All the nearby hostels in central Auckland are full, and that is with them charging 50-60 dollars for a solitary dorm bed. I am tempted to store my bags somewhere, sneak into one of the hostels tonight and find a sofa to sleep on, but it is going to be a long day. Checked out at 10, the South Africa match isn’t until 8.30pm and by the time I get back from North Harbour and have a beer it will likely be well past midnight.
A lad in reception tells me he was in the same boat but, having worked in hostels, he knows that they always block off a load of beds for the likes of Hostel World. Perched on my backpack, watching the early morning suits surge by for the second consecutive morning, I wifi up and manage to sort myself a bed for the night. It basically means checking out of Camel Nomads and lugging my stuff 50 metres down the road to the another hostel with almost the same name. Tomorrow, I will need to check out once more and repeat the 50 metre walk back to the first place. By booking it online not only have I made a full hostel, available, but both hostels are around 12 dollars a night cheaper than their new ‘weekend rate’, available to desperate English, Scottish and South Africans if there are ‘no shows’.
The Auckland Art Gallery is well worth a morning of anybody’s time. The gallery boasts an excellent fusion of the contemporary and the past two centuries’ of New Zealand and international art, which also sums up the atmosphere of the building with its glass interiors and colonial façade on its other wing. My favourite works are:
‘The Legend of Sir Patrick Spens’, a haunting painting depicting Scottish women waiting in vain hope on a windswept cliff for their men to return from the sea.
‘The phantom canoe’, by Kennett Watkins, is a marvellously atmospheric Maori piece.
‘Milford Sound’, by John Perett, which captures the unique beauty and scale of New Zealand’s most iconic fjord.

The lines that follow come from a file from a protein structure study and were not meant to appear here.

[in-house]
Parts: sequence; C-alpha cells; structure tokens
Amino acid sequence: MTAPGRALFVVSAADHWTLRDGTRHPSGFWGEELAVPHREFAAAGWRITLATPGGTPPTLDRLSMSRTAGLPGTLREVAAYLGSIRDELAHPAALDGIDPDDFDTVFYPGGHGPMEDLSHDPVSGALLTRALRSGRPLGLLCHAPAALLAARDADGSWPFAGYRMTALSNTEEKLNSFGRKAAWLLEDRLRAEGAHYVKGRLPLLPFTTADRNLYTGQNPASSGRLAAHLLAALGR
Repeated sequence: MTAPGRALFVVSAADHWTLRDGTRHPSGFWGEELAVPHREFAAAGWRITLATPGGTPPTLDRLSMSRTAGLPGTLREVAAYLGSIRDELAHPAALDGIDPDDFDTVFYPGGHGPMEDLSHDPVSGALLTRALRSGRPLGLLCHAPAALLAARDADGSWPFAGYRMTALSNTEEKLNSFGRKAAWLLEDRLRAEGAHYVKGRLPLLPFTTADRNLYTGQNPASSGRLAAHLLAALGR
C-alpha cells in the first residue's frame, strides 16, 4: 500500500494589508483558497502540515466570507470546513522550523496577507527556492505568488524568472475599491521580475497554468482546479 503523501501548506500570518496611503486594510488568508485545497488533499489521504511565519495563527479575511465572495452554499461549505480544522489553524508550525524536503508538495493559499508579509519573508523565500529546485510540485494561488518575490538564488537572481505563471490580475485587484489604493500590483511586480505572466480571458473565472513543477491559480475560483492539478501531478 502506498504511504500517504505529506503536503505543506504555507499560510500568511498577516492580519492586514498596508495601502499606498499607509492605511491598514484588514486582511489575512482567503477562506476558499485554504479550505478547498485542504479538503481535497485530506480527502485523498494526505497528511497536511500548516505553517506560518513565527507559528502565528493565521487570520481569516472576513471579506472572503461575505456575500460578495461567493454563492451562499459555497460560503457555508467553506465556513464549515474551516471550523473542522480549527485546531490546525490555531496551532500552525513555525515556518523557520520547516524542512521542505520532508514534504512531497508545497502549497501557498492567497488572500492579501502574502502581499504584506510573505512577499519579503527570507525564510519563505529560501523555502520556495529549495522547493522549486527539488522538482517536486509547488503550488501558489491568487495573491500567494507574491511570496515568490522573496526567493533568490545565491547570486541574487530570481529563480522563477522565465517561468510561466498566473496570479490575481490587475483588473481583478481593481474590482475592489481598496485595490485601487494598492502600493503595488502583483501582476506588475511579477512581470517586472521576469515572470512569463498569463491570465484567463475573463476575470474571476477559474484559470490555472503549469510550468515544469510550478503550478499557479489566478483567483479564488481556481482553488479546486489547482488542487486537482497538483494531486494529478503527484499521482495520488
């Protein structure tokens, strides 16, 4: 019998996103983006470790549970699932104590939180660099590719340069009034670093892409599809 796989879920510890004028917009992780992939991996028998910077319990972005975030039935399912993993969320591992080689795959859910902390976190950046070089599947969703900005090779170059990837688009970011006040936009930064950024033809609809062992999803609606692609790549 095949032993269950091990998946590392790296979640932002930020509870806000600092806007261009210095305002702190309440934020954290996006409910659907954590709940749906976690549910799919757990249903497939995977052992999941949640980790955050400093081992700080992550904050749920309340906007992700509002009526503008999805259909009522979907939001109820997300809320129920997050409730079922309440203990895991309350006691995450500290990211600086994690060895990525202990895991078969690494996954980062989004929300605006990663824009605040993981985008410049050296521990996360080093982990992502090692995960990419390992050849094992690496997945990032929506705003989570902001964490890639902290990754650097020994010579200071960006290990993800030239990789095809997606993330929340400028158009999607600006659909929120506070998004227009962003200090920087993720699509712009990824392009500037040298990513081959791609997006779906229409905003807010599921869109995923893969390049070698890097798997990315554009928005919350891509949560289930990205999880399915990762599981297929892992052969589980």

And I also like the 1883 depiction of Auckland’s Queen Street by Jacques Carabain. Strolling aimlessly down it last night it is now easy for me to superimpose the Queen Street of yesteryear onto the modern day version. If you get the chance, google these images as the first three really are gorgeous pieces.
There’s a genuine party atmosphere down by the wharf where thousands of rugby fans from all over the world enjoy the various exhibitions and drinking halls that have been set up for the world cup. I am absolutely on my back when I see the prices they want for the official world cup merchandising. They want 180 dollars for a replica shirt (95 pounds) and 260 dollars (140 pounds) for a half decent water proof with the IRBA world cup logo sewn on it. To put this in perspective, you could get your hands on a jacket every bit as good as the one mentioned in England for 20-30 quid, minus the logo. You can probably guess where these clothes were manufactured and for how little. But clearly the global economic disaster that is currently playing out isn’t bothering too many of the fans present at this tournament; the official merchandising tills are ringing like it’s the week before Christmas.
The joy of branding and globalization: manufacture a garment in a third world sweat shop, paying peanuts for it; stick on a logo, and make a 500 per cent profit. I know people who still genuinely think that because an item of clothing has the Nike or Adidas logo on it, it must be well made and well worth paying silly prices for. You point out to them that it has been made by a Bangladeshi or Vietnamese woman working 12 hour days in shocking conditions for a couple of dollars a day, and they will still tell you ‘But it is Adidas. It is much better quality’.